Papers by Author: Philip J. Withers

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Authors: Howard J. Stone, Harshad K.D.H. Bhadeshia, Philip J. Withers
Abstract: The level of residual stresses generated in fusion welds has been a major area of interest for many years. For steels, a major influence on the final state of stress is through martensitic transformation. This is because the martensitic transformation is accompanied by significant shear and volume strains. One way to mitigate the development of residual stress is by controlling the onset of the transformation such that the associated strain is able to compensate for thermal contraction all the way down to ambient temperatures. In the past it has only been possible to follow the evolution of the phase transformation during cooling of the weld metal using indirect methods such as dilatometry and differential scanning calorimetry. This paper describes the first work in which the phases present are characterized directly during the cooling of reheated weld metal at conditions typical of those encountered during welding by installing a thermomechanical simulator on a synchrotron diffraction beam line at ESRF.
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Authors: T. James Marrow, David Gonzalez, Mohsin Aswad, Joao Quinta Da Fonseca, Philip J. Withers
Abstract: A 3D model for intergranular thermal stresses in coarse polycrystalline alumina has been derived using Diffraction Contrast Tomography. Larger tensile thermal strains develop when the (0001) pole of adjacent grains lies closer to the grain boundary normal. This agrees with observations of cracked boundaries, obtained through digital image correlation of in-situ observations in fine alumina.
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Authors: M. Karadge, Benedict M.B. Grant, Giovanni Bruno, Javier R. Santisteban, Philip J. Withers, Michael Preuss
Abstract: In this study we present a direct comparison between residual strain measurements carried out on the same inertia friction weld using ENGIN-X at ISIS, UK and the new strain scanner SALSA at ILL, France. ENGIN-X is a time of flight (TOF) instrument, which receives neutrons from a neutron spallation source, while the SALSA Strain-Imager, a high resolution diffractometer, is based at a research reactor source with a continuous neutron flux and is operated with a constant wavelength. The purpose of this study was to demonstrate a confidence in crosscomparing future strain measurements to be performed at ENGIN-X and SALSA. Measurements were carried out on medium size inertia friction welded nickel superalloy test-piece, which show no significant crystallographic texture across the weld line. The results demonstrate that, even though residual stresses determined on SALSA only rely on a single peak analysis (in this case the (111) reflection), the results show excellent agreement with the measurements carried out on ENGIN-X, where strain is determined from multi-peak Rietveld analysis.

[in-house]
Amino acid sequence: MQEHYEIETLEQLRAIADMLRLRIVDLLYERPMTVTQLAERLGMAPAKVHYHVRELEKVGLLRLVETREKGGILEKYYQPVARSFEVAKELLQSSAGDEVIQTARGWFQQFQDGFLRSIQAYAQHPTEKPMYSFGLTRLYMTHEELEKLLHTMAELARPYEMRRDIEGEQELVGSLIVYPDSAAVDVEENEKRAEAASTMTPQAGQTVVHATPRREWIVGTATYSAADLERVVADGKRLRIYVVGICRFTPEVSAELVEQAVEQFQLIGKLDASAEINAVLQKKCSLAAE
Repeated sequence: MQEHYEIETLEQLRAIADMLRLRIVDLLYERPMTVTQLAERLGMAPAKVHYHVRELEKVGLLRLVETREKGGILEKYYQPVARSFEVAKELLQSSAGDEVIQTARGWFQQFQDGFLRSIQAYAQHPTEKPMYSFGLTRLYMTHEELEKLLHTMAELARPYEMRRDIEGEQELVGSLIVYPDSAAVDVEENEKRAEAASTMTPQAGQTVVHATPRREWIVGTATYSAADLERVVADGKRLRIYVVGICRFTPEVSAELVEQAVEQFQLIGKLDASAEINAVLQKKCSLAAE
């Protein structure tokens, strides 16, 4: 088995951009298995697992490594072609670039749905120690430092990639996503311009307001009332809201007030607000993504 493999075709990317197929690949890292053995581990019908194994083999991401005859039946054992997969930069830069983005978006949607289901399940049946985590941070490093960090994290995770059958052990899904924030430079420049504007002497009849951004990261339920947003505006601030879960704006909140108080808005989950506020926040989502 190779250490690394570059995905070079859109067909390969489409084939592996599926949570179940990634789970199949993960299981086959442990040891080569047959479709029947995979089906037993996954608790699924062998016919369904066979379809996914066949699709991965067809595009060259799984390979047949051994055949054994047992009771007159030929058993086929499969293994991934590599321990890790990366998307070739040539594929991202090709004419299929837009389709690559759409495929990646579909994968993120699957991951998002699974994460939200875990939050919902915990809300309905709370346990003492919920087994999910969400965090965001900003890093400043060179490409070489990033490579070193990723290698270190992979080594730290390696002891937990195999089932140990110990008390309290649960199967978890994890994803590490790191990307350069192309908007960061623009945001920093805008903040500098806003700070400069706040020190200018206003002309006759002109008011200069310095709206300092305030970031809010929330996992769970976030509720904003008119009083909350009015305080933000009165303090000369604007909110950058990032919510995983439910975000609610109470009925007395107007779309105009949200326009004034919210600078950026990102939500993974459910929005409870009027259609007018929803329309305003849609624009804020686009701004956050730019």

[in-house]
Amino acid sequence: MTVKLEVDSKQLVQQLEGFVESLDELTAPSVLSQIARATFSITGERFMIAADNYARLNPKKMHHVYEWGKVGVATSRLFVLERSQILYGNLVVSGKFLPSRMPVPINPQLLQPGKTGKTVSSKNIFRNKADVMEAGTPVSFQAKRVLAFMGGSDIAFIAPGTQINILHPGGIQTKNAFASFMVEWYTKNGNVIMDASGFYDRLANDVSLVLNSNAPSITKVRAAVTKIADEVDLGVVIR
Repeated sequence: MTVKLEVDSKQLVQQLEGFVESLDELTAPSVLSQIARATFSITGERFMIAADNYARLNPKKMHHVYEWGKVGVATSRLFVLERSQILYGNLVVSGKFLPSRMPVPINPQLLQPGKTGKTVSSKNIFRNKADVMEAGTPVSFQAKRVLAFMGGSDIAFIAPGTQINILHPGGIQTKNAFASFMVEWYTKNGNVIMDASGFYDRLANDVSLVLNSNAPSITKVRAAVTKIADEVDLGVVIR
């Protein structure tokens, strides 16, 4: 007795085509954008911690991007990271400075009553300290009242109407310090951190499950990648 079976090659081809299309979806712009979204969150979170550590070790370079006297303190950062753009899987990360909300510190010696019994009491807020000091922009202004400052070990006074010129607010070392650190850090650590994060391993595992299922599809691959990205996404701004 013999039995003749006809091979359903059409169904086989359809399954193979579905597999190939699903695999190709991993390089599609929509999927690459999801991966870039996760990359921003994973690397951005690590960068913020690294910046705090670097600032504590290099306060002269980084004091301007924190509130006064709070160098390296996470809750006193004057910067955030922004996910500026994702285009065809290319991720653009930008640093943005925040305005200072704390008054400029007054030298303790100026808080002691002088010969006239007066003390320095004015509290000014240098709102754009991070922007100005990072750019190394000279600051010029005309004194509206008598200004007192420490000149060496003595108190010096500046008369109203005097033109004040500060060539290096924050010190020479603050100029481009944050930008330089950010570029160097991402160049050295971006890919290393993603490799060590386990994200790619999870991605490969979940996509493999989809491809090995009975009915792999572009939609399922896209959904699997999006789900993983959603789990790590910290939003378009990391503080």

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Authors: Fabrice Pierron, Sam A. McDonald, D. Hollis, Philip J. Withers, A. Alderson
Abstract: This paper deals with the use of X-ray tomography and Digital Volume Correlation in order to study the mechanical behaviour of a low density polymeric auxetic foam. First, the metrological performances of the procedure are assessed using rigid body translation. Then, tensile test results are analyzed for two load steps and comments on the deformation process of the foam are given with a specific view to Poisson’s effect.
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Authors: Wei Li, Michael Preuss, Philip J. Withers, Dragos Axinte, Paul Andrews
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Authors: Wei Li, Philip J. Withers, Michael Preuss, Judith Shackleton, Paul Andrews
Abstract: This paper investigates the variation of residual stress with depth and radial location in a nickel base superalloy, RR1000, introduced by face finish turning. X-ray diffraction stress measurement has revealed that the hoop stress at the surface becomes less tensile towards the centre of the face, whilst the level of radial sub-surface compression increases. The unstrained lattice spacing d0 and the diffraction peak width (FWHM) were used to make inferences regarding the thermal excursion and the plastic work, respectively. It was found the increase in the compressive stress from the outer towards the inner radius was associated with an increase in thermal excursion.